Hamster Endurance Run – 32 Hour / 100M – 8/22/2020

Starting with Thanks

There are always many emotions that happen during a long run, but the one constant happens afterwards as I reflect back on the experience.  I am extremely grateful for many, many things over not just the past days but the past weeks and months from my friends and family: My inspirational running friends who inspire and encourage me to push my body more than I ever thought possible.  My trainer Matt Campbell who I’ve worked with for years to improve my strength and running (an amazing ultrarunner himself).  The race directors, in this case Gretchen Walla, who step up and keep these fun events going both in-person and virtually in times of pandemic. All of my crew and pacers who kept me fed, watered, and running, from experienced crew/pacers such as Takao Suzuki (also course photographer) and Germaine W to a host of first timers who were able to join the fun (in order of appearance): daughter Meg Comer, son Ben Comer, Cesar Alvarez, Pam McBain, and Michael Insalaco. Without them, I would have run slower and spent far more time in aid stations and literally missed the race cutoff.  And I’m most thankful for my amazing wife Laura Comer, not just for all of her race day support but for putting up with me for weeks, months, and years as I prepare for these races, frequently, despite my best efforts, waking her up as I duck out at 5AM for a long run or step out again after dinner or choose the occasional vacation based on races.  None of this would be possible without her.

The Race – Gettin’ Loopy

The Hamster Endurance Run is a timed (6/12/24/32 hour) run that normally takes place around Lake Padden in Bellingham, Washington.  It got its “hamster” name from the hamster wheel where the poor creature runs on this small loop never getting anywhere, which is exactly what running on the 2.6 mile Lake Padden loop feels like.  With this years pandemic, the race was moved to “virtual” where you ran on a course of your own design (under 4.5 miles) but all starting at the same time on Saturday, August 23, 2020.  I chose a nice set of flat, groomed dirt / woodchip / gravel trails just one mile from my house.  I was originally going to run the mile from my house to the course, run the 2 miles on the course, and then run back to my house and use it as my aid station but I realized I could use my car trunk as my aid station and avoid 2 miles of road with no sidewalks.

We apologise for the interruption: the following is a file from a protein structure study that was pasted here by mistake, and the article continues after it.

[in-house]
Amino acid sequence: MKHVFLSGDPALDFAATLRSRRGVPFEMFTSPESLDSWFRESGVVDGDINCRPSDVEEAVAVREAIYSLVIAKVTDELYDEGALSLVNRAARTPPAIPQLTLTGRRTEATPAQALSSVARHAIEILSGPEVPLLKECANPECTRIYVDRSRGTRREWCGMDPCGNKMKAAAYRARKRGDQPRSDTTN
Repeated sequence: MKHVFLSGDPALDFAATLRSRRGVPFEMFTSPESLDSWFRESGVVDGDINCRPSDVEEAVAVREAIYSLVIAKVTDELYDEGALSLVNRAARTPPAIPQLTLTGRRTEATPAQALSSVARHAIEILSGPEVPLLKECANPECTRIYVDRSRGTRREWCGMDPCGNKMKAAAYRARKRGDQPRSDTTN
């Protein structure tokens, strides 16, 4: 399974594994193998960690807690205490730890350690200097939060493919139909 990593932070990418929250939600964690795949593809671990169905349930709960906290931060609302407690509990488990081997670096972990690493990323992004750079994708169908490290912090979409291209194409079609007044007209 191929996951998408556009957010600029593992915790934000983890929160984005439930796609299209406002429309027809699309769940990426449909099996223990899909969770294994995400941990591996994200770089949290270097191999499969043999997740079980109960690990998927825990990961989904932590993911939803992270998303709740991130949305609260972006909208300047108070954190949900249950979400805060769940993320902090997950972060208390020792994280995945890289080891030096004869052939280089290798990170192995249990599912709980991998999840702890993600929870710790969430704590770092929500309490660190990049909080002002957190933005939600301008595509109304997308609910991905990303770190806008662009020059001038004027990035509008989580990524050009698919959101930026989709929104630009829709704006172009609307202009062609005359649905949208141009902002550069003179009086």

The Bad

One week before the race, I ended up in the ER with severe abdominal pain which was quickly diagnosed via CAT scan as a hernia, which is when your intestines poke through a hole in your muscles. The staff poked and prodded me a bit, gave me some morphine, and said “call the surgeon in the morning.” I figured my race was done. However, when I asked about running the race, the ER doc said “Don’t lift heavy things but a run / walk is fine as long as you aren’t hurting. If you feel pain, don’t try to push through it but stop what you are doing. And see what the surgeon says.” So on Wednesday, 3 days before the race, I met with the surgeon who reviewed the scans and found not just 1 but 3 hernias: the largest causing me pain, another smaller which should be repaired, and a tiny one in my belly button (apparently a common thing). When I asked about the race, she actually was excited for me to do it saying “cardio is a good way to keep the intestines moving” and repeated the same warnings about not pushing through pain. Fortunately, I haven’t had any pain since that first major episode (I’ve also avoiding lifting things) even during the race. They originally wanted to schedule the surgery for the Tuesday after the race but it didn’t seem wise to show up at a hospital in my usual post-race condition so the surgery will take place the following week, 10 days after the race when I should be fully recovered.